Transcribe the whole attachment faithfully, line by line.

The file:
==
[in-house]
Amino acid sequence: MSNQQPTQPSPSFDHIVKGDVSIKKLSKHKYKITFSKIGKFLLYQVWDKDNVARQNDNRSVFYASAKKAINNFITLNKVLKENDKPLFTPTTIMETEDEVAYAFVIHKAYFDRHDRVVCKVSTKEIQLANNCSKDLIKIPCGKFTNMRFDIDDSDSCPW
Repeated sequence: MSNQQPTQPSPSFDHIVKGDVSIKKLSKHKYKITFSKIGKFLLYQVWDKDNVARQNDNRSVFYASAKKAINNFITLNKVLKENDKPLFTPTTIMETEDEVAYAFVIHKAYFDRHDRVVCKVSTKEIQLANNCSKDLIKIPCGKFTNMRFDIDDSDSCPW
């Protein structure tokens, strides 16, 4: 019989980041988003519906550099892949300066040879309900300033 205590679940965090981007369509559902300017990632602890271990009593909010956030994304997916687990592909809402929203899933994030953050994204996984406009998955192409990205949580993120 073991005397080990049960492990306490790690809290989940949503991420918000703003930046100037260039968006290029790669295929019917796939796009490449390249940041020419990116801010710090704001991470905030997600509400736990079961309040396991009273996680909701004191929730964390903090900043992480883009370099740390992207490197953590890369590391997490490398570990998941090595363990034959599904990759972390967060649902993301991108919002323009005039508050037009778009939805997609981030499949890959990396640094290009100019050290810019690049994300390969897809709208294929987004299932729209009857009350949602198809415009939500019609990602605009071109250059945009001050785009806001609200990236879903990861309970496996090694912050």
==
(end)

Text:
[in-house]
Amino acid sequence: MSNQQPTQPSPSFDHIVKGDVSIKKLSKHKYKITFSKIGKFLLYQVWDKDNVARQNDNRSVFYASAKKAINNFITLNKVLKENDKPLFTPTTIMETEDEVAYAFVIHKAYFDRHDRVVCKVSTKEIQLANNCSKDLIKIPCGKFTNMRFDIDDSDSCPW
Repeated sequence: MSNQQPTQPSPSFDHIVKGDVSIKKLSKHKYKITFSKIGKFLLYQVWDKDNVARQNDNRSVFYASAKKAINNFITLNKVLKENDKPLFTPTTIMETEDEVAYAFVIHKAYFDRHDRVVCKVSTKEIQLANNCSKDLIKIPCGKFTNMRFDIDDSDSCPW
């Protein structure tokens, strides 16, 4: 019989980041988003519906550099892949300066040879309900300033 205590679940965090981007369509559902300017990632602890271990009593909010956030994304997916687990592909809402929203899933994030953050994204996984406009998955192409990205949580993120 073991005397080990049960492990306490790690809290989940949503991420918000703003930046100037260039968006290029790669295929019917796939796009490449390249940041020419990116801010710090704001991470905030997600509400736990079961309040396991009273996680909701004191929730964390903090900043992480883009370099740390992207490197953590890369590391997490490398570990998941090595363990034959599904990759972390967060649902993301991108919002323009005039508050037009778009939805997609981030499949890959990396640094290009100019050290810019690049994300390969897809709208294929987004299932729209009857009350949602198809415009939500019609990602605009071109250059945009001050785009806001609200990236879903990861309970496996090694912050």